Caravaggio, Judith Beheading Holofernes, 1598-99. Oil on canvas, 57" x 77."
I recently went out with a few of my artist cronies, and we drank and talked and drank. At the tail end of the beery night, at a bar called Puffy's, we all came to a general agreement that each of us would die some day. This was, of course, a blow. There was also broad agreement that this is wherefrom art gains its special significance.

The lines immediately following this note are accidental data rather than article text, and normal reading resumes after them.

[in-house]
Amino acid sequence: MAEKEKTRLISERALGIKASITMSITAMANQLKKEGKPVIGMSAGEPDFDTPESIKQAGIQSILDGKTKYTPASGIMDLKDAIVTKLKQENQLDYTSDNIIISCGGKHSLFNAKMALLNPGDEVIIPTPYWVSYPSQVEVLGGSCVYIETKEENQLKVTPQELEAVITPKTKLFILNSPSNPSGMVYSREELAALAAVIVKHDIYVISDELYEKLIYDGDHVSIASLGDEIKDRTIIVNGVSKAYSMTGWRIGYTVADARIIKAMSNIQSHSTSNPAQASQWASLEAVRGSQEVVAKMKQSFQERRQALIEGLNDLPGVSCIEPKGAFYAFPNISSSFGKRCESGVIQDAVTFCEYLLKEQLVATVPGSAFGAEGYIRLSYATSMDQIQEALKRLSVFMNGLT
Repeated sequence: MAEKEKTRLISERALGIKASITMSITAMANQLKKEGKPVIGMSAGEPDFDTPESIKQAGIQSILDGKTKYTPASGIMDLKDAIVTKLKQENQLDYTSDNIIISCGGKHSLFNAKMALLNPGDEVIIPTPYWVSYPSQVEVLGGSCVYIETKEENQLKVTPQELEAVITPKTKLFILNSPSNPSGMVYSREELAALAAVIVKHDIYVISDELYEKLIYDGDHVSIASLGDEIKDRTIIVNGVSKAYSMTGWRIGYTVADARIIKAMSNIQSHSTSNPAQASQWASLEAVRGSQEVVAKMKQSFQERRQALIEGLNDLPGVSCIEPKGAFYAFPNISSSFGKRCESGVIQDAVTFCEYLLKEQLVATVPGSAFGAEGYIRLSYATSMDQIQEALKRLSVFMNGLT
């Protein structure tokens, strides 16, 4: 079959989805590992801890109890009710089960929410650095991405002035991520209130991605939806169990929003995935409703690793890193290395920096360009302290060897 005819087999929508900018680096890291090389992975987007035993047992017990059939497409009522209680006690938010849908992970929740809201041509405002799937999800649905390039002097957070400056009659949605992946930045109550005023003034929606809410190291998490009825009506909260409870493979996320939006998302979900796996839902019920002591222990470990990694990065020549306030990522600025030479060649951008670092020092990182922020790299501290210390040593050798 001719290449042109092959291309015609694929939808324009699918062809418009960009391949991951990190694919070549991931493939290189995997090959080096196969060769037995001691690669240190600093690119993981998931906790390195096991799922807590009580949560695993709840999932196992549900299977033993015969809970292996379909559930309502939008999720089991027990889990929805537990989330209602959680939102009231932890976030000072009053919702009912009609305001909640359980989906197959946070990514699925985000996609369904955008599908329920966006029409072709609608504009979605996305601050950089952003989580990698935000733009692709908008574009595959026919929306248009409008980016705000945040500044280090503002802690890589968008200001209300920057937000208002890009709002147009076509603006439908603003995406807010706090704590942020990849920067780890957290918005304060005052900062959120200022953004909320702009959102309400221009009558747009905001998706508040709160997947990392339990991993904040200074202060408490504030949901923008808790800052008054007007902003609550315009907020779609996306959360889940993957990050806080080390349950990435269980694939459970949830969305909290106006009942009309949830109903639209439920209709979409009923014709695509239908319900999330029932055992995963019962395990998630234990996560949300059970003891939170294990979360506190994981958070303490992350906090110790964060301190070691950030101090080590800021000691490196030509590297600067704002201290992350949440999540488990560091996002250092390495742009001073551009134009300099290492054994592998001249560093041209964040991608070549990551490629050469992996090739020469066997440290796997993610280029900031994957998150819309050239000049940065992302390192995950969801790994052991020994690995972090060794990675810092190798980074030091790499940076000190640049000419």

Great art acknowledges our inescapable fate with sharp-focus lucidity, but then softens the edges with a heightened sense of the radiance of the moment. This, I believe, is what Aquinas was referring to with his conception of the third component of beauty, claritas. All of the very best art is imbued with claritas.